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Tenant fees ban bill set to finish parliamentary journey before Xmas break

The date for the final debate on the bill is set for 5th December, suggesting it may become law earlier than expected next year.

Nigel Lewis

 

A date for the final debate on the tenant fees ban has been announced by the government, suggesting that the legislation may become law earlier than expected.

Next week on Tuesday, 20th November, peers will have a final opportunity to debate the bill at Committee stage following a first sitting earlier this month in the Lords.

During this several peers moved for holding deposits to be capped at three days’ rent rather than the proposed limit of a weeks’ rent.

“A cap of one week’s rent will help to improve affordability for tenants, while ensuring that landlords are not unfairly penalised should the tenancy not proceed for reasons within the tenant’s control,” said Lord Bourne (right).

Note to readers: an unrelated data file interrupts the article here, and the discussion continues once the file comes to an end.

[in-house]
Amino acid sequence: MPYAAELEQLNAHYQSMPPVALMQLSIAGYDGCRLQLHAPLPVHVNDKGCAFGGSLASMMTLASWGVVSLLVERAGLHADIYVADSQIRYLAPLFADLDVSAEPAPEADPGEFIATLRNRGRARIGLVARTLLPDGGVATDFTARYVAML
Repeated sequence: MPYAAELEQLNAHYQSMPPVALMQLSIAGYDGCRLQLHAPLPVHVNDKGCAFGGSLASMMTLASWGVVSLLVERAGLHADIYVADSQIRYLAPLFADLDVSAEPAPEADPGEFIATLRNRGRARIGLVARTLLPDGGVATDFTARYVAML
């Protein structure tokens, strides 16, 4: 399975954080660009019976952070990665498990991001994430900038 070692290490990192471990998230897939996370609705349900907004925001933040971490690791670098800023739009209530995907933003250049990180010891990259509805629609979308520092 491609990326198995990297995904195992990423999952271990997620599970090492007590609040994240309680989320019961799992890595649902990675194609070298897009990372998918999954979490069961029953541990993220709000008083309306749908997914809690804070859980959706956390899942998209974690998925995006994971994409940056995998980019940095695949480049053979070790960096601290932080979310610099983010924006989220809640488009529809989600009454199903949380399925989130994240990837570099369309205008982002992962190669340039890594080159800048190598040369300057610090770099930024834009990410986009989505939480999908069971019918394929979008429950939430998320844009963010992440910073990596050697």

It was revealed during the debate that the average holding deposit charged by agents is £341, an equivalent of two weeks’ rent.

The amendment to reduce it to three days was rejected by Lord Bourne, the government’s housing minister in the Lords.

Holding deposits

But he agreed to include new guidance within the bill that would urge landlords and letting agents to explain more clearly to tenants why they had lost their holding deposit.

This is particularly important when a group of house sharers all lose their deposit because one of them does not pass referencing, Lord Best pointed out.

After the 20th November debate, the Tenant Fees Bill will move to Report Stage on 5th December, which means it could attain Royal Assent before MPs leave for their Christmas recess on 20th December.

The Tenancy Fees Bill enjoys cross-party support and is relatively uncomplicated. It is likely therefore to become law two months after MPs return to parliament on 7th January, in early March.

The government has previously said it didn’t expect the bill to become law until early Summer next year.

November 15, 2018

One comment

  1. Client money protection legislation will need to be place well before the Tenant Fee Ban comes in.

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